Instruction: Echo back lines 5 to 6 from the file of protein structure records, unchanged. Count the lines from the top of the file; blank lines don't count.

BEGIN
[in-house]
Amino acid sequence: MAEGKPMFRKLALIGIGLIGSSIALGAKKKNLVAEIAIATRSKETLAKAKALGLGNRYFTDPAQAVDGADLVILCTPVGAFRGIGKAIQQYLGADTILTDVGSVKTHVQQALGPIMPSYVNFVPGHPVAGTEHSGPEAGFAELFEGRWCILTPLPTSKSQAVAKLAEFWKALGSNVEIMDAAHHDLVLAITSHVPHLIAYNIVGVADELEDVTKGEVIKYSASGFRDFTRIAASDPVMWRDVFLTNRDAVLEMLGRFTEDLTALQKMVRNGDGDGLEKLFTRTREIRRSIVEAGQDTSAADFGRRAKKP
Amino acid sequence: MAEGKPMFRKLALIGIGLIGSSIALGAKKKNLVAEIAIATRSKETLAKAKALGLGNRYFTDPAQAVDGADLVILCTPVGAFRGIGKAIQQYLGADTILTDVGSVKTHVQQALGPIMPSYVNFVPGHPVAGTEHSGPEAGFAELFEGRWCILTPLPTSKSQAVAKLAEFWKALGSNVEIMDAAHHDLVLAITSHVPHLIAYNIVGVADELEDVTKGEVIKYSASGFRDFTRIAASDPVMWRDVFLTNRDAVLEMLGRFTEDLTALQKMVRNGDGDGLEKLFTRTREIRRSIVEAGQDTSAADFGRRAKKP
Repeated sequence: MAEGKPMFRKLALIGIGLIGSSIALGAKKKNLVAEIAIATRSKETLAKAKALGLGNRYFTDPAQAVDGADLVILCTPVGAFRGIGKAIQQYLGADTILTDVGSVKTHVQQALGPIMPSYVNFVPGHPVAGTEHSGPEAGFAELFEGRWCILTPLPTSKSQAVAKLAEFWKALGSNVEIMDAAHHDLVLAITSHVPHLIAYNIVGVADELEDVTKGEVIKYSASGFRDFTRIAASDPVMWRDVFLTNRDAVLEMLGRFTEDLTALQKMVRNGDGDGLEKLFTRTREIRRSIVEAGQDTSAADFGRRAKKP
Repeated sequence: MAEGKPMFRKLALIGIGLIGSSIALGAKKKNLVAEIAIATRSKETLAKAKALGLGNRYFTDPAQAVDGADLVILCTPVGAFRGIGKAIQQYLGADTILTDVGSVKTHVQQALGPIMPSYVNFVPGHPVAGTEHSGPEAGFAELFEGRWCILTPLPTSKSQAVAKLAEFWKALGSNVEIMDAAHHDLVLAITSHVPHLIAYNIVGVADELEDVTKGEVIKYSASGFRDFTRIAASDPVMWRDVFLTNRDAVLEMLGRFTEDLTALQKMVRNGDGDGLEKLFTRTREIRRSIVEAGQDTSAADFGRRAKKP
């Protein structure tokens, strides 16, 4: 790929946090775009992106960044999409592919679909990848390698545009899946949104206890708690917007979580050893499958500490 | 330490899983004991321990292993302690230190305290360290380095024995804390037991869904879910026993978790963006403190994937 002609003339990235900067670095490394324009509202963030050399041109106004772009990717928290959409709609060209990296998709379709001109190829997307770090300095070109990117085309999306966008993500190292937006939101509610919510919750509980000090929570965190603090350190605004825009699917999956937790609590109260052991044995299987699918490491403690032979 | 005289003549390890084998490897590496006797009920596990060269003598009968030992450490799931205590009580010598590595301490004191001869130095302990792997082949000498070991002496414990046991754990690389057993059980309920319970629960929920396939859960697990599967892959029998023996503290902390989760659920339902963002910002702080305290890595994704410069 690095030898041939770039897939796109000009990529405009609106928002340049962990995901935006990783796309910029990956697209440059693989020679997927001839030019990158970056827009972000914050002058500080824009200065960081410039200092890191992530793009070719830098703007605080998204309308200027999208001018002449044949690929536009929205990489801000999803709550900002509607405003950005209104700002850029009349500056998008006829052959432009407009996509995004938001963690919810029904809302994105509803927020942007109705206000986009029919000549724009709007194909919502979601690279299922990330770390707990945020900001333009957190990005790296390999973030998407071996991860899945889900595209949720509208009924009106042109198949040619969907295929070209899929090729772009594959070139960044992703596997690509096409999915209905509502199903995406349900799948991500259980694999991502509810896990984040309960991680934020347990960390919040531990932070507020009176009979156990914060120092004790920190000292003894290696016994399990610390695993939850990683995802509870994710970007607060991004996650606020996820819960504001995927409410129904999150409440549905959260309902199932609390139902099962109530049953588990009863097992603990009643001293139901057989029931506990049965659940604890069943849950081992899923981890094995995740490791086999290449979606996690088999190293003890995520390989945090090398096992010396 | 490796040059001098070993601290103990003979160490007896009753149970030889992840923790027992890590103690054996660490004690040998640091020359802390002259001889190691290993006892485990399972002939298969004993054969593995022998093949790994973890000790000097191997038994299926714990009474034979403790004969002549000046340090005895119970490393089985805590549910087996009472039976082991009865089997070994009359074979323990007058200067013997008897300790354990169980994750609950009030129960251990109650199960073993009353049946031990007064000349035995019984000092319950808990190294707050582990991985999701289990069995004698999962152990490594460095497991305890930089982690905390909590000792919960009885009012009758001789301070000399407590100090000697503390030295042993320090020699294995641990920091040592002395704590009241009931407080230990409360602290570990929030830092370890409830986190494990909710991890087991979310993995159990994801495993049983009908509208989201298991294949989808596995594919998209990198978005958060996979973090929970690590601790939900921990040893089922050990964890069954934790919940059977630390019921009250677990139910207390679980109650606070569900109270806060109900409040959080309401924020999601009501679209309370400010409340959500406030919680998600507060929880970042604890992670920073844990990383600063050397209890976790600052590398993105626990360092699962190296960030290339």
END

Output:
Repeated sequence: MAEGKPMFRKLALIGIGLIGSSIALGAKKKNLVAEIAIATRSKETLAKAKALGLGNRYFTDPAQAVDGADLVILCTPVGAFRGIGKAIQQYLGADTILTDVGSVKTHVQQALGPIMPSYVNFVPGHPVAGTEHSGPEAGFAELFEGRWCILTPLPTSKSQAVAKLAEFWKALGSNVEIMDAAHHDLVLAITSHVPHLIAYNIVGVADELEDVTKGEVIKYSASGFRDFTRIAASDPVMWRDVFLTNRDAVLEMLGRFTEDLTALQKMVRNGDGDGLEKLFTRTREIRRSIVEAGQDTSAADFGRRAKKP
């Protein structure tokens, strides 16, 4: 790929946090775009992106960044999409592919679909990848390698545009899946949104206890708690917007979580050893499958500490 | 330490899983004991321990292993302690230190305290360290380095024995804390037991869904879910026993978790963006403190994937 002609003339990235900067670095490394324009509202963030050399041109106004772009990717928290959409709609060209990296998709379709001109190829997307770090300095070109990117085309999306966008993500190292937006939101509610919510919750509980000090929570965190603090350190605004825009699917999956937790609590109260052991044995299987699918490491403690032979 | 005289003549390890084998490897590496006797009920596990060269003598009968030992450490799931205590009580010598590595301490004191001869130095302990792997082949000498070991002496414990046991754990690389057993059980309920319970629960929920396939859960697990599967892959029998023996503290902390989760659920339902963002910002702080305290890595994704410069 690095030898041939770039897939796109000009990529405009609106928002340049962990995901935006990783796309910029990956697209440059693989020679997927001839030019990158970056827009972000914050002058500080824009200065960081410039200092890191992530793009070719830098703007605080998204309308200027999208001018002449044949690929536009929205990489801000999803709550900002509607405003950005209104700002850029009349500056998008006829052959432009407009996509995004938001963690919810029904809302994105509803927020942007109705206000986009029919000549724009709007194909919502979601690279299922990330770390707990945020900001333009957190990005790296390999973030998407071996991860899945889900595209949720509208009924009106042109198949040619969907295929070209899929090729772009594959070139960044992703596997690509096409999915209905509502199903995406349900799948991500259980694999991502509810896990984040309960991680934020347990960390919040531990932070507020009176009979156990914060120092004790920190000292003894290696016994399990610390695993939850990683995802509870994710970007607060991004996650606020996820819960504001995927409410129904999150409440549905959260309902199932609390139902099962109530049953588990009863097992603990009643001293139901057989029931506990049965659940604890069943849950081992899923981890094995995740490791086999290449979606996690088999190293003890995520390989945090090398096992010396 | 490796040059001098070993601290103990003979160490007896009753149970030889992840923790027992890590103690054996660490004690040998640091020359802390002259001889190691290993006892485990399972002939298969004993054969593995022998093949790994973890000790000097191997038994299926714990009474034979403790004969002549000046340090005895119970490393089985805590549910087996009472039976082991009865089997070994009359074979323990007058200067013997008897300790354990169980994750609950009030129960251990109650199960073993009353049946031990007064000349035995019984000092319950808990190294707050582990991985999701289990069995004698999962152990490594460095497991305890930089982690905390909590000792919960009885009012009758001789301070000399407590100090000697503390030295042993320090020699294995641990920091040592002395704590009241009931407080230990409360602290570990929030830092370890409830986190494990909710991890087991979310993995159990994801495993049983009908509208989201298991294949989808596995594919998209990198978005958060996979973090929970690590601790939900921990040893089922050990964890069954934790919940059977630390019921009250677990139910207390679980109650606070569900109270806060109900409040959080309401924020999601009501679209309370400010409340959500406030919680998600507060929880970042604890992670920073844990990383600063050397209890976790600052590398993105626990360092699962190296960030290339």